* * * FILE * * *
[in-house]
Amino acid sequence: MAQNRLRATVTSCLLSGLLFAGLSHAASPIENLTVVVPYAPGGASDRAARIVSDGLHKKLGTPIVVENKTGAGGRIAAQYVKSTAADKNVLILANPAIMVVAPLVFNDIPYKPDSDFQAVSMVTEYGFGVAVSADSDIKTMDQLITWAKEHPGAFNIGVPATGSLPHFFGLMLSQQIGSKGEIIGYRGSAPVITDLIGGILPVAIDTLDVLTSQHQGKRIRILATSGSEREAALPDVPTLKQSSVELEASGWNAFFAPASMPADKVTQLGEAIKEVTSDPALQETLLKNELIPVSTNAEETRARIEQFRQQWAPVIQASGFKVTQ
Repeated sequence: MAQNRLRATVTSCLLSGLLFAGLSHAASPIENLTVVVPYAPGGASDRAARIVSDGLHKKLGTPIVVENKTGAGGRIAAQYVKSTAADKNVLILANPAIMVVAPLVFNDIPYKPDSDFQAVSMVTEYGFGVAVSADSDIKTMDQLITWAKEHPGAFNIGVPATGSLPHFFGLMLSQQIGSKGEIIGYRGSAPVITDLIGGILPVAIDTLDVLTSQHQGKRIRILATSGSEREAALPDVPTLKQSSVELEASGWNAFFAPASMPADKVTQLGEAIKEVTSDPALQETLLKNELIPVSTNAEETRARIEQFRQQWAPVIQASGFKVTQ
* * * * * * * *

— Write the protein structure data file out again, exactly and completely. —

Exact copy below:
[in-house]
Amino acid sequence: MAQNRLRATVTSCLLSGLLFAGLSHAASPIENLTVVVPYAPGGASDRAARIVSDGLHKKLGTPIVVENKTGAGGRIAAQYVKSTAADKNVLILANPAIMVVAPLVFNDIPYKPDSDFQAVSMVTEYGFGVAVSADSDIKTMDQLITWAKEHPGAFNIGVPATGSLPHFFGLMLSQQIGSKGEIIGYRGSAPVITDLIGGILPVAIDTLDVLTSQHQGKRIRILATSGSEREAALPDVPTLKQSSVELEASGWNAFFAPASMPADKVTQLGEAIKEVTSDPALQETLLKNELIPVSTNAEETRARIEQFRQQWAPVIQASGFKVTQ
Repeated sequence: MAQNRLRATVTSCLLSGLLFAGLSHAASPIENLTVVVPYAPGGASDRAARIVSDGLHKKLGTPIVVENKTGAGGRIAAQYVKSTAADKNVLILANPAIMVVAPLVFNDIPYKPDSDFQAVSMVTEYGFGVAVSADSDIKTMDQLITWAKEHPGAFNIGVPATGSLPHFFGLMLSQQIGSKGEIIGYRGSAPVITDLIGGILPVAIDTLDVLTSQHQGKRIRILATSGSEREAALPDVPTLKQSSVELEASGWNAFFAPASMPADKVTQLGEAIKEVTSDPALQETLLKNELIPVSTNAEETRARIEQFRQQWAPVIQASGFKVTQ